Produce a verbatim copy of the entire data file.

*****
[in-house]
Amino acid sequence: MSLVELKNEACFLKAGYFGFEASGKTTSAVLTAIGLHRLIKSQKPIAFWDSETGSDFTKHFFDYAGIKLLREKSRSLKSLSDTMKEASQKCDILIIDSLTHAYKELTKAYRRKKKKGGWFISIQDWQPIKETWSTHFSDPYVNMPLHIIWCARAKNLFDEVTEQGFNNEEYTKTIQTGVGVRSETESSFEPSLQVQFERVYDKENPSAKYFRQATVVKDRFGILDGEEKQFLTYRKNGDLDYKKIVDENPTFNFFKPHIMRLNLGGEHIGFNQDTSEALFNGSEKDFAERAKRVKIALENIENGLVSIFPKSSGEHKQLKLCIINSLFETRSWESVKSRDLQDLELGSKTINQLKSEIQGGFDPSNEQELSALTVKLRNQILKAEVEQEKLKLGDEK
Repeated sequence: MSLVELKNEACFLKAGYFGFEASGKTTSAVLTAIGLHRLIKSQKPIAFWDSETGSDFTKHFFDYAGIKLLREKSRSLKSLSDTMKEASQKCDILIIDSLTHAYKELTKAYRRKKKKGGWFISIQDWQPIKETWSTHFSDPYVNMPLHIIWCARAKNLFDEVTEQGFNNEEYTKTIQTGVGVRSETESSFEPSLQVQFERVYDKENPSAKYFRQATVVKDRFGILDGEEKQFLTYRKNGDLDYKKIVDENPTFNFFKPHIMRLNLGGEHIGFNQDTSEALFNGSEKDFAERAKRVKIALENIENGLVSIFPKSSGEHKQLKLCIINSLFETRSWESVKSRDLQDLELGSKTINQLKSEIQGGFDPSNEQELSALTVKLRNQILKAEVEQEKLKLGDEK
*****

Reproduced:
[in-house]
Amino acid sequence: MSLVELKNEACFLKAGYFGFEASGKTTSAVLTAIGLHRLIKSQKPIAFWDSETGSDFTKHFFDYAGIKLLREKSRSLKSLSDTMKEASQKCDILIIDSLTHAYKELTKAYRRKKKKGGWFISIQDWQPIKETWSTHFSDPYVNMPLHIIWCARAKNLFDEVTEQGFNNEEYTKTIQTGVGVRSETESSFEPSLQVQFERVYDKENPSAKYFRQATVVKDRFGILDGEEKQFLTYRKNGDLDYKKIVDENPTFNFFKPHIMRLNLGGEHIGFNQDTSEALFNGSEKDFAERAKRVKIALENIENGLVSIFPKSSGEHKQLKLCIINSLFETRSWESVKSRDLQDLELGSKTINQLKSEIQGGFDPSNEQELSALTVKLRNQILKAEVEQEKLKLGDEK
Repeated sequence: MSLVELKNEACFLKAGYFGFEASGKTTSAVLTAIGLHRLIKSQKPIAFWDSETGSDFTKHFFDYAGIKLLREKSRSLKSLSDTMKEASQKCDILIIDSLTHAYKELTKAYRRKKKKGGWFISIQDWQPIKETWSTHFSDPYVNMPLHIIWCARAKNLFDEVTEQGFNNEEYTKTIQTGVGVRSETESSFEPSLQVQFERVYDKENPSAKYFRQATVVKDRFGILDGEEKQFLTYRKNGDLDYKKIVDENPTFNFFKPHIMRLNLGGEHIGFNQDTSEALFNGSEKDFAERAKRVKIALENIENGLVSIFPKSSGEHKQLKLCIINSLFETRSWESVKSRDLQDLELGSKTINQLKSEIQGGFDPSNEQELSALTVKLRNQILKAEVEQEKLKLGDEK